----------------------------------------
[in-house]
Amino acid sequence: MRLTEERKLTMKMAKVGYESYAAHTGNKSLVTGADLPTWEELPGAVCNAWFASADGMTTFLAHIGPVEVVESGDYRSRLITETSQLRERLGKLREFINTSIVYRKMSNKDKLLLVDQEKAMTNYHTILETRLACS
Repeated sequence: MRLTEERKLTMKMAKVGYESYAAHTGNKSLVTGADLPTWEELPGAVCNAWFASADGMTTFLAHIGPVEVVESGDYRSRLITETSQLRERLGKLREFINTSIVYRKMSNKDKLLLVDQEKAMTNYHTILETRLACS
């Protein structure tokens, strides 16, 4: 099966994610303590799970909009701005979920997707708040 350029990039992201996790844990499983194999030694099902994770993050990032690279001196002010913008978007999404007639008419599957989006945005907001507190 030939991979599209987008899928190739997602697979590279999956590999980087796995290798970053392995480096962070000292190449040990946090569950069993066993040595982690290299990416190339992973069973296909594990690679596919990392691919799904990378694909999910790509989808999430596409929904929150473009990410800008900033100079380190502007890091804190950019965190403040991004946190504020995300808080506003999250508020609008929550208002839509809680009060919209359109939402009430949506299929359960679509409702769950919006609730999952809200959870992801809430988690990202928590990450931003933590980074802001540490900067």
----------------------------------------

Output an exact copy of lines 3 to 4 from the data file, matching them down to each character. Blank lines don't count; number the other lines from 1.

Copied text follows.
Repeated sequence: MRLTEERKLTMKMAKVGYESYAAHTGNKSLVTGADLPTWEELPGAVCNAWFASADGMTTFLAHIGPVEVVESGDYRSRLITETSQLRERLGKLREFINTSIVYRKMSNKDKLLLVDQEKAMTNYHTILETRLACS
């Protein structure tokens, strides 16, 4: 099966994610303590799970909009701005979920997707708040 350029990039992201996790844990499983194999030694099902994770993050990032690279001196002010913008978007999404007639008419599957989006945005907001507190 030939991979599209987008899928190739997602697979590279999956590999980087796995290798970053392995480096962070000292190449040990946090569950069993066993040595982690290299990416190339992973069973296909594990690679596919990392691919799904990378694909999910790509989808999430596409929904929150473009990410800008900033100079380190502007890091804190950019965190403040991004946190504020995300808080506003999250508020609008929550208002839509809680009060919209359109939402009430949506299929359960679509409702769950919006609730999952809200959870992801809430988690990202928590990450931003933590980074802001540490900067």